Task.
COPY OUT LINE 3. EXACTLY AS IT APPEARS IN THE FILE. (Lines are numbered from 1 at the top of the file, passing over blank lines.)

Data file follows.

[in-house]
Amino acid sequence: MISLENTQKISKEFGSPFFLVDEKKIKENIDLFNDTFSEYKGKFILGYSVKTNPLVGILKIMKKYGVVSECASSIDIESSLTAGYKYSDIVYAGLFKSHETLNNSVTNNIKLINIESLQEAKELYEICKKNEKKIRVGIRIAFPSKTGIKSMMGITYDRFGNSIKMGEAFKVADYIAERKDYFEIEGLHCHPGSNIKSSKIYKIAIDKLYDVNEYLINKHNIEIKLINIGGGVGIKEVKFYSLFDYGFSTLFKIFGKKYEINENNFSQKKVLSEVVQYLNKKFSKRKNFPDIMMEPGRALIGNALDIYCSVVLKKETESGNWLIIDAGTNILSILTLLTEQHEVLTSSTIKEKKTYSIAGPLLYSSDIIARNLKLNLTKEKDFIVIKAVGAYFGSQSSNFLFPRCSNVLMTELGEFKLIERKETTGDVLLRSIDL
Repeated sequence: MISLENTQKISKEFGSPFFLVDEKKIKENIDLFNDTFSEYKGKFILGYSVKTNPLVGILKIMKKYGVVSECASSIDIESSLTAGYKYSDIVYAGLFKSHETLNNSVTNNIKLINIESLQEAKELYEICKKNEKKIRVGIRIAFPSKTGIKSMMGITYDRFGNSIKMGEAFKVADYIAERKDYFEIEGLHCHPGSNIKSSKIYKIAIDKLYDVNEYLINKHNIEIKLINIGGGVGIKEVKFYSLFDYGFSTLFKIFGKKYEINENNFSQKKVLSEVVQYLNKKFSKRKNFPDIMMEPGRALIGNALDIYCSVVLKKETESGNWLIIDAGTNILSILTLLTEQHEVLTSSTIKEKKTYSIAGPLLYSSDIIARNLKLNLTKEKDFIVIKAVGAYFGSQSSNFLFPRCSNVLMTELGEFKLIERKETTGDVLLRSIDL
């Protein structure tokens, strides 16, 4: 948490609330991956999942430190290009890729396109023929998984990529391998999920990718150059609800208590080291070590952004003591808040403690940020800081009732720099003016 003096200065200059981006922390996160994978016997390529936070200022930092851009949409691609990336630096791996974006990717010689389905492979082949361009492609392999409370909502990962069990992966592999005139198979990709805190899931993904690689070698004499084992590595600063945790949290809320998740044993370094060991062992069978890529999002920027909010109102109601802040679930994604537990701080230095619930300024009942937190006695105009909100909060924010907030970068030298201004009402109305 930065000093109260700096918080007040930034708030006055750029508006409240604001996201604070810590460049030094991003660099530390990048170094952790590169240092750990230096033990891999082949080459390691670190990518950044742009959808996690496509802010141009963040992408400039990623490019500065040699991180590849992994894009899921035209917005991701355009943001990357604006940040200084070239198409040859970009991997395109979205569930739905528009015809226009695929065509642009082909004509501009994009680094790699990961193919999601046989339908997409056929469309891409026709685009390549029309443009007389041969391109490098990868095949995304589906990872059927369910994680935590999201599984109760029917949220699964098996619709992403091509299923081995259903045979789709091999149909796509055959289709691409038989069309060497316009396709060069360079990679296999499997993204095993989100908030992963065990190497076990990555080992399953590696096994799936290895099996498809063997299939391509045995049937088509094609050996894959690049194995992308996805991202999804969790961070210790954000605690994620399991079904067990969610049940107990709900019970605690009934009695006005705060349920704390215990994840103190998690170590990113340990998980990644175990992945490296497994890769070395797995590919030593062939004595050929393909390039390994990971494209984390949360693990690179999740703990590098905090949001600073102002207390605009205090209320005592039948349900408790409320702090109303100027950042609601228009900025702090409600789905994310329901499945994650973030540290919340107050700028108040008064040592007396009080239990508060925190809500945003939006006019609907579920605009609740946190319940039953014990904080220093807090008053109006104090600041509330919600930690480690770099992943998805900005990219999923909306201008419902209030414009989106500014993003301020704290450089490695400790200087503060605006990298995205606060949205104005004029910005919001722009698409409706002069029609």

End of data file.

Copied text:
Repeated sequence: MISLENTQKISKEFGSPFFLVDEKKIKENIDLFNDTFSEYKGKFILGYSVKTNPLVGILKIMKKYGVVSECASSIDIESSLTAGYKYSDIVYAGLFKSHETLNNSVTNNIKLINIESLQEAKELYEICKKNEKKIRVGIRIAFPSKTGIKSMMGITYDRFGNSIKMGEAFKVADYIAERKDYFEIEGLHCHPGSNIKSSKIYKIAIDKLYDVNEYLINKHNIEIKLINIGGGVGIKEVKFYSLFDYGFSTLFKIFGKKYEINENNFSQKKVLSEVVQYLNKKFSKRKNFPDIMMEPGRALIGNALDIYCSVVLKKETESGNWLIIDAGTNILSILTLLTEQHEVLTSSTIKEKKTYSIAGPLLYSSDIIARNLKLNLTKEKDFIVIKAVGAYFGSQSSNFLFPRCSNVLMTELGEFKLIERKETTGDVLLRSIDL